Paige Rense, aka Paige Rense Noland (b. Des Moines, Iowa, May 4, 1929) is the editor emeritus of Architectural Digest, where she served as editor in chief from 1975 until 2010. She is also the founder of the Arthur Rense Prize poetry award. Rense founded the cookery magazine Bon Appétit, was editor in chief of GEO, and is the author of a mystery novel, Manor House (Doubleday, 1997).
A high-school dropout, Rense began her career in journalism in the mid 1950s, as a member of the editorial staff of the skin-diving magazine Water World, where her future husband Arthur F. Rense was the managing editor. After leaving Water World she wrote a how-to beauty book and a novel, in addition to articles for Cosmopolitan, and worked in publicity and advertising.
In October 1970 Rense became associate editor of Architectural Digest. Six months later she was named head of the magazine after the murder of its editor in chief, Bradley Little, and was appointed editor in chief in 1975. She held that position until 2010, having transformed the magazine, which was founded in 1920 as a trade journal, into "a bible for the design world and increasing its circulation to more than 850,000 from 50,000 during her tenure".
Paige Rense has been the recipient of:
- The Museum of Arts & Design Achievement Award (2006)
- The American Academy of Achievement Award (2000)
- The Pratt Institute Founder Awards (1997)
- The Interior Design Hall of Fame Award (1985)
Adopted as an infant by Lloyd R. Pashong (1895–1988), a public-school custodian, and his wife, the former Margaret May Smith (1890–1983), she was originally known as Patty L. Pashong and took the name Paige as a teenager. In the early 1940s she and her parents moved from Iowa, to Los Angeles, California, where, after running away from home at age 15, she worked as an usherette in movie theaters.
Rense has been married five times. Her first husband was Richard Gardner, a Los Angeles advertising executive. She met her second husband, David Thomas, while they were both working for the US Armed Forces Radio Service in Tokyo, Japan in the early 1950s. Her third and fourth husbands was Arthur F. Rense (1916–1990), a sports journalist for the Los Angeles Daily News and the director of public relations for Howard R. Hughes's Summa Corporation. By this marriage she had three stepsons. The couple were married twice, from 1957 until March 1974 and from 22 December 1987 until Arthur Rense's death. In 1998, Rense established the triennial Arthur Rense Prize in poetry in the honor of her late husband, an amateur poet; it is given by the American Academy of Arts and Letters.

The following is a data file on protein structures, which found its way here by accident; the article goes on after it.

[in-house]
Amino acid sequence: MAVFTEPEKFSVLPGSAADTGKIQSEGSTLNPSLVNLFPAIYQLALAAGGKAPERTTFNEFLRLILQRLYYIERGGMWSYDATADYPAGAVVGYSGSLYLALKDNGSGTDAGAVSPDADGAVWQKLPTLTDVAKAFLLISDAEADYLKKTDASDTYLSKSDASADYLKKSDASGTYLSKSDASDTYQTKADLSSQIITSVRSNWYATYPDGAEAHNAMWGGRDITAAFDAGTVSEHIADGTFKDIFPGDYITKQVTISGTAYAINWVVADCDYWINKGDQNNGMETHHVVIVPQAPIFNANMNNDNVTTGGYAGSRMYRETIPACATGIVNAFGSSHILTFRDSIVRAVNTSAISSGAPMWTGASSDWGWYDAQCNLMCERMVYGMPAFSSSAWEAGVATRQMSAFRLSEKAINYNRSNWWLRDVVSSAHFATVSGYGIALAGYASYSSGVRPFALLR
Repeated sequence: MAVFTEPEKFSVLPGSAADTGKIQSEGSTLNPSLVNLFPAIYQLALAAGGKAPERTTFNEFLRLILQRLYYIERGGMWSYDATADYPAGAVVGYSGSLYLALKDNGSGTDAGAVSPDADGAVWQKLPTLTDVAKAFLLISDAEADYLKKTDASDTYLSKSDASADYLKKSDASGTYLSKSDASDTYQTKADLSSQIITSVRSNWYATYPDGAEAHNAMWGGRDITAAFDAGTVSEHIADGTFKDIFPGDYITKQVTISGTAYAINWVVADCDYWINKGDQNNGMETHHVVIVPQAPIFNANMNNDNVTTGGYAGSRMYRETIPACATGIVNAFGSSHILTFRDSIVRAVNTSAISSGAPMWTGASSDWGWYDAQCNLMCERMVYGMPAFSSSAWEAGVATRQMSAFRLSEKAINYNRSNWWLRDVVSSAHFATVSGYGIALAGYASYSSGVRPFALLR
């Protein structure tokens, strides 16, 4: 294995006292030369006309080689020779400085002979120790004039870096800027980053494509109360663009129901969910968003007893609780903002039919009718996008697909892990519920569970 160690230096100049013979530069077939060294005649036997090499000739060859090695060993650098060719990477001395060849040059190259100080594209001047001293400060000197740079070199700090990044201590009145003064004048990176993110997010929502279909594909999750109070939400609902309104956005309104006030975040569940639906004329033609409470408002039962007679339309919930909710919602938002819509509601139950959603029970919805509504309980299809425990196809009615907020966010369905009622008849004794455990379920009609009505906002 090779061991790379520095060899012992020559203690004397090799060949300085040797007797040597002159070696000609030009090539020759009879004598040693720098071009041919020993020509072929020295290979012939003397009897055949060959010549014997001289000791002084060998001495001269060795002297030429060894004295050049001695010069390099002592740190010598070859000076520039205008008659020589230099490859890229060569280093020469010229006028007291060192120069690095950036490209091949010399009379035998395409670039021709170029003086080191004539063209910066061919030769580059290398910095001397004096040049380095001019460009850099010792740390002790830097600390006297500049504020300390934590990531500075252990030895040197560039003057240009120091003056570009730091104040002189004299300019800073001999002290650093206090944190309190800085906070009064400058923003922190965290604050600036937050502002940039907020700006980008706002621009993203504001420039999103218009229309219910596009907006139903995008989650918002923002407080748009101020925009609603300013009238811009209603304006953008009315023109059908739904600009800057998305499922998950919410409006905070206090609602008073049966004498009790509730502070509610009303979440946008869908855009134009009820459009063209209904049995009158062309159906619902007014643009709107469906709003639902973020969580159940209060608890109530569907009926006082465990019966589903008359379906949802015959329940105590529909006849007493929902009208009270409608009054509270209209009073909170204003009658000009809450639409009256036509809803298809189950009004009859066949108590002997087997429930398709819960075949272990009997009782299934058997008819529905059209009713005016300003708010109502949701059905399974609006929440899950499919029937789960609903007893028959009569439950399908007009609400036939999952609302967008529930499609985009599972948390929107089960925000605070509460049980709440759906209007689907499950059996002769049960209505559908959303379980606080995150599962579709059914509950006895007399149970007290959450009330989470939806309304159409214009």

- Arthur F. Rense obituary, New York Times, January 5, 1991
- American Academy of Arts and Letters
- Joanne Powell, "Paige Rense, Editor in Chief of Architectural Digest, Bon Appétit, and GEO", Washington Journalism Review, May 1983, pp 36-41
- Charlayne Varkonyi, "Murder (and Interior Design) She Wrote", Miami Sun-Sentinel, 21 March 1997
- Amanda Vaill, "The Only Dame in Town", New York Magazine, 21 February 1994, page 37
- Joseph Plambeck, "Editor of Architectural Digest To Retire", The New York Times, 4 June 2010
- Name change cited in Amanda Vaill, "The Only Dame in Town", New York Magazine, 21 February 1994, page 37
- Childhood move and running away cited in Amanda Vaill, "The Only Dame in Town", New York Magazine, 21 February 1994, page 37
- Parents' names, maiden name, age (10 months), and father's occupation cited in 1930 U. S. Federal Census for Des Moines, Iowa, accessed on ancestry.com on 16 October 2010.
- The RIP Post
- Dates of marriage and divorce and bride's maiden name stated on the California Divorce Index, 1966-1984, Case No 029389, accessed on ancestry.com on 16 October 2010
- Kenneth Noland obituary
- Architectural Digest website
- Charlie Rose interviews Paige Rense
- "The Only Dame in Town: How Condé Nast Made Architectural Digest's Paige Rense the 2,000-Pound Gorilla of Interior Design", New York Magazine, 21 February 1994